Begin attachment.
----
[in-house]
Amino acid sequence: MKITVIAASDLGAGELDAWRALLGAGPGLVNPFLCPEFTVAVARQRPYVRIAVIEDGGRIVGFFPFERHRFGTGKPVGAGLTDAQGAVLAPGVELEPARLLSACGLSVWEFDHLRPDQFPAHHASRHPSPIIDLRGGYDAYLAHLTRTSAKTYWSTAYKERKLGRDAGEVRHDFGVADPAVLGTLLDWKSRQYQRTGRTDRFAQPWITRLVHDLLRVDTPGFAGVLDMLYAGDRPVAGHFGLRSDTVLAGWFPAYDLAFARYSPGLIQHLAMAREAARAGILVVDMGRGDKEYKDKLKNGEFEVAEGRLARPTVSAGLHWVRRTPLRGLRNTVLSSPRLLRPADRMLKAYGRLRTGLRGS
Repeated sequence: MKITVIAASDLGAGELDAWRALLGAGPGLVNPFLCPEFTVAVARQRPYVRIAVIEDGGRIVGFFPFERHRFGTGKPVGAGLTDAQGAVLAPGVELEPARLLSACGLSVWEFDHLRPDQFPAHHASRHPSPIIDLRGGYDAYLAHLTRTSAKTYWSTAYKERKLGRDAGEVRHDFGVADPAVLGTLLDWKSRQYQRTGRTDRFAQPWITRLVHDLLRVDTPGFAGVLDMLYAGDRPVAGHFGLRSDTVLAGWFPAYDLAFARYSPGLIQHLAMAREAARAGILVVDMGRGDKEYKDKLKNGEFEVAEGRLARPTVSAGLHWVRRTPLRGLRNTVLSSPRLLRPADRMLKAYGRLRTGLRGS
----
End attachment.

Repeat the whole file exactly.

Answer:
[in-house]
Amino acid sequence: MKITVIAASDLGAGELDAWRALLGAGPGLVNPFLCPEFTVAVARQRPYVRIAVIEDGGRIVGFFPFERHRFGTGKPVGAGLTDAQGAVLAPGVELEPARLLSACGLSVWEFDHLRPDQFPAHHASRHPSPIIDLRGGYDAYLAHLTRTSAKTYWSTAYKERKLGRDAGEVRHDFGVADPAVLGTLLDWKSRQYQRTGRTDRFAQPWITRLVHDLLRVDTPGFAGVLDMLYAGDRPVAGHFGLRSDTVLAGWFPAYDLAFARYSPGLIQHLAMAREAARAGILVVDMGRGDKEYKDKLKNGEFEVAEGRLARPTVSAGLHWVRRTPLRGLRNTVLSSPRLLRPADRMLKAYGRLRTGLRGS
Repeated sequence: MKITVIAASDLGAGELDAWRALLGAGPGLVNPFLCPEFTVAVARQRPYVRIAVIEDGGRIVGFFPFERHRFGTGKPVGAGLTDAQGAVLAPGVELEPARLLSACGLSVWEFDHLRPDQFPAHHASRHPSPIIDLRGGYDAYLAHLTRTSAKTYWSTAYKERKLGRDAGEVRHDFGVADPAVLGTLLDWKSRQYQRTGRTDRFAQPWITRLVHDLLRVDTPGFAGVLDMLYAGDRPVAGHFGLRSDTVLAGWFPAYDLAFARYSPGLIQHLAMAREAARAGILVVDMGRGDKEYKDKLKNGEFEVAEGRLARPTVSAGLHWVRRTPLRGLRNTVLSSPRLLRPADRMLKAYGRLRTGLRGS